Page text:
In August 2015, I saw His Holiness—the 14th Dalai Lama—in India.
I have also seen several short films about him. If there’s one thing that I can say about the Dalai Lama it’s that he’s a happy man. Despite all the problems that his people and country are going through, he still looks for the light at the end of the tunnel.
Tenzin Gyatso is the spiritual leader of the Tibetan people. He was exiled from Tibet—his homeland—in 1959 and has been living in Dharamshala, India, ever since. During his exile, he has written a lot about how to achieve happiness.
I’m convinced we can learn a lot from him if we follow the methods that he has applied to his own life. Below are his six key tips for happiness:
1. Be truthful.
“Happiness is not something ready made. It comes from your own actions.” ~ The Dalai Lama
The Dalai Lama suggests that when we’re honest, we are likely to suffer less from anxiety and fear. If we remain true to ourselves—and to others—we will experience genuine happiness. Through integrity and honesty, we also create a peaceful environment.
Oftentimes, truthfulness is challenging to practice, especially when there are other people involved. Through being honest, I’ve realized that telling the truth is always less hurtful than hiding the facts.
2. Rise above anger and hatred.
“Anger is the ultimate destroyer of your own peace of mind.” ~ The Dalai Lama
The Dalai Lama explains that we often feel like victims, and we need someone or something to point the finger at. He also says that we feed most of our anger through dwelling mentally on situations and refusing to forgive others.
The Dalai Lama’s advice on eradicating anger is to meditate on it. We must first identify our anger and understand its nature. Then, we quell it and let it go, once we understand that it’s futile and doesn’t solve any problem. The way to rise above anger is through being compassionate and loving.
3. Conquer negative thoughts.
“The true hero is one who conquers his own anger and hatred.” ~ The Dalai Lama
According to the Dalai Lama, negativity breeds isolation, loneliness, and fear. Hatred, greed, envy, aversion, and anger are all negative thoughts that we often experience. If we want to achieve perfect happiness, the Dalai suggests to eliminate mischievous thoughts from our minds and replace them with positive thoughts.
Whenever negative thoughts arise, it’s valuable to focus on the breath and return to the present moment, instead of feeding the thought. Remember, negativity produces more negativity.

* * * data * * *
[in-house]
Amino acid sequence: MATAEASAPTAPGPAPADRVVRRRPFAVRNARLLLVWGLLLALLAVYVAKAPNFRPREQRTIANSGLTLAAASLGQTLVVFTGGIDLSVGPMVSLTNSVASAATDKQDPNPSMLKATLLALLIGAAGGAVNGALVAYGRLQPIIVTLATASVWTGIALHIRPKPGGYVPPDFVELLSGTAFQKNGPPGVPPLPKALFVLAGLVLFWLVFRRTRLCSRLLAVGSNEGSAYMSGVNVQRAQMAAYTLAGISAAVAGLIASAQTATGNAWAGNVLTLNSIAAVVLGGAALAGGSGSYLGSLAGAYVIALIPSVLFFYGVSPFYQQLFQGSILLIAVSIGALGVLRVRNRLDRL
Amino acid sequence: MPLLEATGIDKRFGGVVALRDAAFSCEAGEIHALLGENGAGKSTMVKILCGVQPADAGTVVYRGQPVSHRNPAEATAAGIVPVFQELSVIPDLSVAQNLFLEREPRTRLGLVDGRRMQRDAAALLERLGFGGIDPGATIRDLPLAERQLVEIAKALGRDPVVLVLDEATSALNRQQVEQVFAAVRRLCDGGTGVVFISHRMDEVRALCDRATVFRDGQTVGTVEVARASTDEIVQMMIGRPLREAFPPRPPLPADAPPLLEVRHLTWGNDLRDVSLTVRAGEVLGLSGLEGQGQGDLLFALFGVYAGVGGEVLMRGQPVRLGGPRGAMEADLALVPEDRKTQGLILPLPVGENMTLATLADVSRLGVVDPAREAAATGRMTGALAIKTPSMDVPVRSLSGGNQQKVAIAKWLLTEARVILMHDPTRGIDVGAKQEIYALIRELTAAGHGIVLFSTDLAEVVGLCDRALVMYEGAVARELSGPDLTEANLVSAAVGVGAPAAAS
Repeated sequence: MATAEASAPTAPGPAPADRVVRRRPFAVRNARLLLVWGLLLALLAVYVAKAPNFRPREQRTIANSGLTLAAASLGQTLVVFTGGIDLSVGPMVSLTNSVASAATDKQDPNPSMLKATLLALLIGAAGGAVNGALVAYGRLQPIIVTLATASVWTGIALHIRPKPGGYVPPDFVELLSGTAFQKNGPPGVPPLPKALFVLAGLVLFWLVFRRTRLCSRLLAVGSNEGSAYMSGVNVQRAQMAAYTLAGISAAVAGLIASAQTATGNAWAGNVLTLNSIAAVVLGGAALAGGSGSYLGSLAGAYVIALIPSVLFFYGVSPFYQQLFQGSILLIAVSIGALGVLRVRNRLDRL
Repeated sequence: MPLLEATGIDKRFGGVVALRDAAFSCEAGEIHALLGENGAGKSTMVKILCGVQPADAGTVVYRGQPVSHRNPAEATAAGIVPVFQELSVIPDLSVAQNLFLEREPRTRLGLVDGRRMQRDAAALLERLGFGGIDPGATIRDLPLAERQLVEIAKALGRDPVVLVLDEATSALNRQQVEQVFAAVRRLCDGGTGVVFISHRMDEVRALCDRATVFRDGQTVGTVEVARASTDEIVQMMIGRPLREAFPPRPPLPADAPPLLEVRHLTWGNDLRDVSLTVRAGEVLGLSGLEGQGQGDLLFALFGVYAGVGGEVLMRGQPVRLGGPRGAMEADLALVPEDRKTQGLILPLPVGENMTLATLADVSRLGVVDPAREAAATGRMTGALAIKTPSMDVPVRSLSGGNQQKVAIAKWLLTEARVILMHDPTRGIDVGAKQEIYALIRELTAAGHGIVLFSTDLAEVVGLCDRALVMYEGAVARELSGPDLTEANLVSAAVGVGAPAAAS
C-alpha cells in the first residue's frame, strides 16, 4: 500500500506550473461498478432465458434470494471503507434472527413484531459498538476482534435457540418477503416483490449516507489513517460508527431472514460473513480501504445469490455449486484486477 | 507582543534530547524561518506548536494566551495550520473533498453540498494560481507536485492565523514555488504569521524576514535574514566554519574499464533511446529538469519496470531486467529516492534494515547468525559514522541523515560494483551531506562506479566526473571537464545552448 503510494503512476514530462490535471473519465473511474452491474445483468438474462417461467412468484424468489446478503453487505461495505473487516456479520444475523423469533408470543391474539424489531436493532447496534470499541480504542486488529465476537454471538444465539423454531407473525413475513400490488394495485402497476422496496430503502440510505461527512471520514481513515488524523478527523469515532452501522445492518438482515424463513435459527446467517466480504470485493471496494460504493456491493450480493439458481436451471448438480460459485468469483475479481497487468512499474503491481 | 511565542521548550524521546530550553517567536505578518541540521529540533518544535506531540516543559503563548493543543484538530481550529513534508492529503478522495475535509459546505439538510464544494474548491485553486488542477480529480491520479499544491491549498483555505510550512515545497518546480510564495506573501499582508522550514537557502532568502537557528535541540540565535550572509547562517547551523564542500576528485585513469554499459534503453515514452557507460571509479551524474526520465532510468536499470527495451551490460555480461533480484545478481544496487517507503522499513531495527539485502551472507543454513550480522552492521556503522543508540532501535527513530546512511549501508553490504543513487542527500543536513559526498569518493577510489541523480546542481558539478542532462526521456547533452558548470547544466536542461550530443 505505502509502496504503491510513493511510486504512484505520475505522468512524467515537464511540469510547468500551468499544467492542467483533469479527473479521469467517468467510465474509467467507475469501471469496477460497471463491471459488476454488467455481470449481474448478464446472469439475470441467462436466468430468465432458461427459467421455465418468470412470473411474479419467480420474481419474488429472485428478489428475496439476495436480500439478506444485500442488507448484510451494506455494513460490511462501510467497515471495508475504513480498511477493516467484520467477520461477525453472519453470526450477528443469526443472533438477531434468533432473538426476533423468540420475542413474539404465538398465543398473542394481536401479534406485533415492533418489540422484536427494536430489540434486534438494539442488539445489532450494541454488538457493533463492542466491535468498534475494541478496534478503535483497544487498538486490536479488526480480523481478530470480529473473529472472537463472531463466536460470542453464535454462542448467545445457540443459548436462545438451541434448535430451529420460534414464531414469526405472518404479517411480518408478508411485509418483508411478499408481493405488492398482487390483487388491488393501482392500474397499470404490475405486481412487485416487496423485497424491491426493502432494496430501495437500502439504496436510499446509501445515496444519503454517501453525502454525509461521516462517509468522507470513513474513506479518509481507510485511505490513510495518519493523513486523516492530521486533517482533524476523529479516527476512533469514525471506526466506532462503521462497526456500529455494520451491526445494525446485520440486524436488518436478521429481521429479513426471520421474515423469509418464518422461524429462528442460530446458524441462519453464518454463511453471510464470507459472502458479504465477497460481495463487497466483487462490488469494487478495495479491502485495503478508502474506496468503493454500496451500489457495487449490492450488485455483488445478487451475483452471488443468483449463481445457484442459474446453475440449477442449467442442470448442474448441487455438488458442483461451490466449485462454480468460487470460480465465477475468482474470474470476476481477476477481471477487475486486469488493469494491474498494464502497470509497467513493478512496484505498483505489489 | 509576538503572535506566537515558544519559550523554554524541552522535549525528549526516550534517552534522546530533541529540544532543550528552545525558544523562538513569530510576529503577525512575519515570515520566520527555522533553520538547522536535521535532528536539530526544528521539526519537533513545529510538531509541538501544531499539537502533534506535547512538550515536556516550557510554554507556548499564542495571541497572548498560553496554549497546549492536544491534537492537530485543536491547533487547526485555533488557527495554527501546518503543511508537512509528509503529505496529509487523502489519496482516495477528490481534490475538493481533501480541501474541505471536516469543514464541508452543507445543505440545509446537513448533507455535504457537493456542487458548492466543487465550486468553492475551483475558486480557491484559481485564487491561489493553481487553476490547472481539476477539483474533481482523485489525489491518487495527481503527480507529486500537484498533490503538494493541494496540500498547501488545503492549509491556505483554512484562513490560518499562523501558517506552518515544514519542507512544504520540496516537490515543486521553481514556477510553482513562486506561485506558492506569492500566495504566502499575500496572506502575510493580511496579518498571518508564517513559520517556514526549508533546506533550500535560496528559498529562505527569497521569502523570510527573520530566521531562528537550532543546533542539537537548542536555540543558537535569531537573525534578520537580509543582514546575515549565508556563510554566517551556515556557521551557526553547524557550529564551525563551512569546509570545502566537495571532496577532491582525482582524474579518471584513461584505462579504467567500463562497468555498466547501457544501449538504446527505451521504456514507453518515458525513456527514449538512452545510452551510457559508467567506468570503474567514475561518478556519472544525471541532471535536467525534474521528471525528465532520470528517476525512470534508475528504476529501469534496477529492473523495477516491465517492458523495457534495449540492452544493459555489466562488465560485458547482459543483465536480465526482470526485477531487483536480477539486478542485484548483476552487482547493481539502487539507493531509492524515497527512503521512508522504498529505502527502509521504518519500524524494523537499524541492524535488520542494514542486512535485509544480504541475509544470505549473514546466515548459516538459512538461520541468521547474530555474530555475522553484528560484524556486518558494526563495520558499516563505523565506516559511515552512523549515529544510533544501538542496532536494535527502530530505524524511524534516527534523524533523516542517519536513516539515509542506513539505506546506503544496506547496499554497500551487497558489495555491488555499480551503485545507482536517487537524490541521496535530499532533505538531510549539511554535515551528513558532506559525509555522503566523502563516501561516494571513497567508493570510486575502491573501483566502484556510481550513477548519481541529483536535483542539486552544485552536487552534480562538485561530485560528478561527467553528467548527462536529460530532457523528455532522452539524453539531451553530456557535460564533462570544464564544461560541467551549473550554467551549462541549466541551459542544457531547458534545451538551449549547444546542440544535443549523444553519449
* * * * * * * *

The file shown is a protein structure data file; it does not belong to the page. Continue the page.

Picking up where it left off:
4. Cultivate compassion.
“Our prime purpose in this life is to help others. And if you can’t help them, at least don’t hurt them.” ~ The Dalai Lama
To achieve happiness, we need to cultivate the thought that others are valuable. The Dalai Lama ascertains that other people are the source of our happiness. The more caring we are toward them, the more satisfied and happy we will be. However, when we only think of ourselves, our minds become narrow—but when we think of others, our minds expand.
Empathy is essential for our happiness, and we should practice it more often. Notice the energy that flows through your body when you’re good to someone else. This is what happiness feels like.
5. Get in touch with your spiritual nature.
“My religion is very simple. My religion is kindness.” ~ The Dalai Lama
The Dalai Lama insists on the importance of walking down a spiritual path. Some people achieve spirituality through religion, others through personal experience. It doesn’t matter what path we choose, as long as it helps us to find our true nature.
Spirituality aids us in achieving happiness. Through getting in touch with our spiritual side, we discover that the greatest happiness lies within ourselves, and not through transitory physical means.
6. Shift your perspective.
“Choose to be optimistic; it feels better.” ~ The Dalai Lama
His Holiness asks us to look at our life’s situations from all angles, because there’s a good thing hiding somewhere. The Dalai Lama says that instead of dwelling on the negative, we should learn from it and extract from it the good.
This is what the Dalai Lama does when he comes to Tibet. He explains that he doesn’t look at the situation from a narrow perspective—or else, it would appear hopeless. He realizes that things could have been worse. The Dalai Lama chooses to look at the lotus, not the mud.